1. We recommend that you contact your insurance prior to starting therapy to inquire about your behavioral health benefits, whether or not you need pre-authorization or referral, your co-pays or deductible, and if you have other provisions or limitations to your particular policy.
2. For some people, it makes sense to use health insurance for psychotherapy, especially if it allows them access to services that otherwise they won’t be able to afford. Insurance companies can sometimes pay for a portion or all your therapy, based on your policy. Other people decided that the flexibility afforded by paying privately is worth the extra cost.
3. You will be asked to provide written authorization for your therapist to communicate with your insurer. The insurance company would like to get some personal information about your situation and treatment plan.
4. You will be given a mental health diagnosis by your therapist (such as depression, anxiety, adjustment disorder, etc.) in order to prove medical necessity. If you don’t meet criteria for diagnostic criteria, your insurer may not pay for your therapy. You should know that some people do full into diagnostic categories, especially when they experience significant stress in their lives, but some are not. Many people are seeking therapy even if they do not exhibit significant distress; however, they use therapy as a tool for self-enhancement and self-growth. Being a medical insurance, the insurers only support therapy that is deemed medically necessary.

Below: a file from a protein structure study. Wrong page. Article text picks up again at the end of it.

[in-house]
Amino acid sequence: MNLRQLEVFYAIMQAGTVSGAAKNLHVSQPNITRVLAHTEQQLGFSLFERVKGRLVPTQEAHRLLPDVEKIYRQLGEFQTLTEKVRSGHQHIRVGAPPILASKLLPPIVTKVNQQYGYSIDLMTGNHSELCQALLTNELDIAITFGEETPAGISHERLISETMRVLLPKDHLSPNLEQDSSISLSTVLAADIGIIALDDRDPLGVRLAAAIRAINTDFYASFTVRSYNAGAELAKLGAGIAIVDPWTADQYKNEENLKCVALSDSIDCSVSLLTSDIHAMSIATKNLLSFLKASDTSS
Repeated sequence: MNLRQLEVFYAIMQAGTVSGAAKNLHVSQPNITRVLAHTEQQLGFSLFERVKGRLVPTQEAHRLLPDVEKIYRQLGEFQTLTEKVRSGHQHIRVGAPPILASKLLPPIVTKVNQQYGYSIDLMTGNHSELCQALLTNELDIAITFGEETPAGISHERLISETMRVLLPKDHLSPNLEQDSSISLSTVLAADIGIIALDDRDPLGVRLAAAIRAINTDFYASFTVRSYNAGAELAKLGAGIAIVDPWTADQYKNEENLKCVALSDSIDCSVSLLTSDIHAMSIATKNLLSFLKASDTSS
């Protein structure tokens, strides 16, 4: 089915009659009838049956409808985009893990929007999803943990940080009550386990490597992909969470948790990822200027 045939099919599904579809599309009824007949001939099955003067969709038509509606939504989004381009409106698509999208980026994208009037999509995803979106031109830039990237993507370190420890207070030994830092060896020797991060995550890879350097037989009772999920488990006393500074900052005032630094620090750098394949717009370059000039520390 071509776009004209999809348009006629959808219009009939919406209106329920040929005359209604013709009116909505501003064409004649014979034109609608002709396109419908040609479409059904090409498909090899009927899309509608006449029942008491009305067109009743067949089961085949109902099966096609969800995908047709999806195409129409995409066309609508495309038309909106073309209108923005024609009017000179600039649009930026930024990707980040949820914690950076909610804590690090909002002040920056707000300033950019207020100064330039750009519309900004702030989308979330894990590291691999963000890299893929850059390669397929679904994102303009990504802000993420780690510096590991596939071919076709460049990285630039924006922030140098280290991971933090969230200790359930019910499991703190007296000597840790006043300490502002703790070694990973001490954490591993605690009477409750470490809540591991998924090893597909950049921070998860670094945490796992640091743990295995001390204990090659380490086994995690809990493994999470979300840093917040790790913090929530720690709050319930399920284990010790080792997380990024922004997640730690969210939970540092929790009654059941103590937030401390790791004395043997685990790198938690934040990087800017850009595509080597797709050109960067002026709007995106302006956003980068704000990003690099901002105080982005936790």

5. Your insurer controls the length of therapy and sometimes the models of therapy they accept.